Nema Etheridge for GlobalAtlanta
The Rhone-Alps region of France will spend approximately $10,000 on four interns from Georgia universities this summer as a part of a program offered for the first time by the region’s economic development office in the United States.
ERAI USA, or Entreprise RhÃ´ne-Alpes International USA, launched an international internship program this spring in universities in Georgia and Pennsylvania, where it has U.S. representation.
The Service of International Mobility Program placed six American students in Rhone-Alps-based companies for two- to three-month-long internships this summer.
Students will receive a monthly stipend of 750 euros or approximately $945 from the Rhone-Alps government, while helping to foster closer business ties between the U.S. and the Rhone-Alps region, said Xavier Lalande, director of ERAI USA.
The program also offers international work experience to students who may have no experience abroad or no relationship with France, said Rose Mortazavi and Emelie Rodriguez, ERAI project managers who assisted students in their internship and visa application processes.
“It’s a good opportunity for Americans and people from Georgia to understand French culture, and it’s also a good opportunity for a French company to have an international perspective,” said Ms. Rodriguez.
An American intern can “add value” to a small- to medium-sized French company, which more than likely has U.S. clients but has minimal input from Americans, said Ms. Mortazavi.
Interns this summer will help French companies adapt their products to American markets and perform market studies and clinical tests on American cosmetic products. They will also create and translate company Web sites and organize events.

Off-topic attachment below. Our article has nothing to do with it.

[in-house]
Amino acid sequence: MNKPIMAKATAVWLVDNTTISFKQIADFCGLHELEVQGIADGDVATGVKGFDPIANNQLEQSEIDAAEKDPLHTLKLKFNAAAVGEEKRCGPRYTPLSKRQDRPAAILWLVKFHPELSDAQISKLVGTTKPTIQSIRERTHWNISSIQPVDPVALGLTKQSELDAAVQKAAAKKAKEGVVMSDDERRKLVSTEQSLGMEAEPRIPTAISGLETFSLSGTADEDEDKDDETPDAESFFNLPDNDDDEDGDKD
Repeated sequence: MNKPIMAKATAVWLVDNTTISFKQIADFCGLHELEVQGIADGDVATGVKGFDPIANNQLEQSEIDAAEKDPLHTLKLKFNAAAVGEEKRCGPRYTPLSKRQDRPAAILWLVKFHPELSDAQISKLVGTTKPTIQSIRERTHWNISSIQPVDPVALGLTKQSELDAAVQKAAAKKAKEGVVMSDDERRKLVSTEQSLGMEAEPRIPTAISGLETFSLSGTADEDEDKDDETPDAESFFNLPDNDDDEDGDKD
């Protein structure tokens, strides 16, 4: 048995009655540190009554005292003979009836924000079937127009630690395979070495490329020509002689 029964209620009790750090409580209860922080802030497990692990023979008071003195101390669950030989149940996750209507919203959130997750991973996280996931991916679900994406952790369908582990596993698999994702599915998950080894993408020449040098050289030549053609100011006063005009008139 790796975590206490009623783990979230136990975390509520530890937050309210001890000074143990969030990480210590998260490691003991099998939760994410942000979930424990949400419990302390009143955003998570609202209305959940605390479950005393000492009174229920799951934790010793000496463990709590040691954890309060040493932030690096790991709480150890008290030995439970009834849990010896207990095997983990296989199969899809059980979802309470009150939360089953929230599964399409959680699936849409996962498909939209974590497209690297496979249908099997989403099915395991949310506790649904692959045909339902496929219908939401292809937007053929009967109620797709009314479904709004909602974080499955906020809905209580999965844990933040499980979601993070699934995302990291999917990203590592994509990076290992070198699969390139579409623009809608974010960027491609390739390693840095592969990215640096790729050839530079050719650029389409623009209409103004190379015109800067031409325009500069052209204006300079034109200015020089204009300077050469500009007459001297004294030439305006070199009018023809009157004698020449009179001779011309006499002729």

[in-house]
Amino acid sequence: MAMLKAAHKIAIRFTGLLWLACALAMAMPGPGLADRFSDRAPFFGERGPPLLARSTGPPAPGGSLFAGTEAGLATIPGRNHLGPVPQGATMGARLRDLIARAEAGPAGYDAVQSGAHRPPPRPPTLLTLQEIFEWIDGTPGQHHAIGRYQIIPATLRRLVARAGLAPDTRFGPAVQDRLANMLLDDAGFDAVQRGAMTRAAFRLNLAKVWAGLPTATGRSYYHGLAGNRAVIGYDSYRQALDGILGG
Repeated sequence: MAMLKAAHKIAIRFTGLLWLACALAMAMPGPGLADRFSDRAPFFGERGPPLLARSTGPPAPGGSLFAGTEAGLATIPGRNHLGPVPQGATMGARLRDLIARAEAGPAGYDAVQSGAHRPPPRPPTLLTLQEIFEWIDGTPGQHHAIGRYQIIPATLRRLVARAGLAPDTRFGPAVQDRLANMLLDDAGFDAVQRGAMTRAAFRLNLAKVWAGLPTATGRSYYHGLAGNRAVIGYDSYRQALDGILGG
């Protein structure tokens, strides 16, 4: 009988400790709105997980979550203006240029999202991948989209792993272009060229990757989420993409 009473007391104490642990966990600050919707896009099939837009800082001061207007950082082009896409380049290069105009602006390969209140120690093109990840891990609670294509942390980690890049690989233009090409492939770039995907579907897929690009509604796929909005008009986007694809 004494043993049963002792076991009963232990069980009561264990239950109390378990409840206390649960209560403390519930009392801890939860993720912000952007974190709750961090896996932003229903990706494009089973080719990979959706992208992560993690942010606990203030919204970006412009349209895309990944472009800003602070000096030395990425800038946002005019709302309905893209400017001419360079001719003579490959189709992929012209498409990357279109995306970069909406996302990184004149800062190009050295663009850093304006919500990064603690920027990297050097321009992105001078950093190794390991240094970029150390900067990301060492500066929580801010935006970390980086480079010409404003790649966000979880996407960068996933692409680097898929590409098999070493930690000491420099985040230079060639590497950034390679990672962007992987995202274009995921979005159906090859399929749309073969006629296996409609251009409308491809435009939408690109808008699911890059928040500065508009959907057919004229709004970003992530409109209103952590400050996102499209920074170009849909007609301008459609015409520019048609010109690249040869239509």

Economic development agencies, tourism companies and an array of small- to medium-sized businesses responded to ERAI’s call for internship positions last fall. When ERAI posted those positions in U.S. universities in the early spring, more than 250 students responded.
Only six students were selected because many students chose to apply for internships for which they were under-qualified, Ms. Mortazavi said. Internship requirements varied from company to company, but each detailed its requirements, she said, noting that some companies wanted French language experience, whereas others did not.
Ms. Mortazavi said that she hopes to work more closely with universities in the coming year to send 10 interns to France by next summer.
This year, two students from the Georgia Institute of Technology, one student from Oglethorpe University and one student from the University of Georgia will work in Rhone-Alps-based companies. Two students from Pennsylvania universities will also participate in the program.
ERAI, the economic development office of the southeast region of France, has nine offices around the world and offers a similar internship program for Canadian students from its office in Montreal.
ERAI USA, which has been headquartered in Atlanta since 1999, has helped some 15 Rhone-Alps-based companies set up operations in Georgia.
In April, ERAI agreed to work with Lyon, France’s agency of economic development, Aderly, to open a joint office in Philadelphia.
For more information, contact Ms. Mortazavi at email@example.com, firstname.lastname@example.org or (404) 233-8623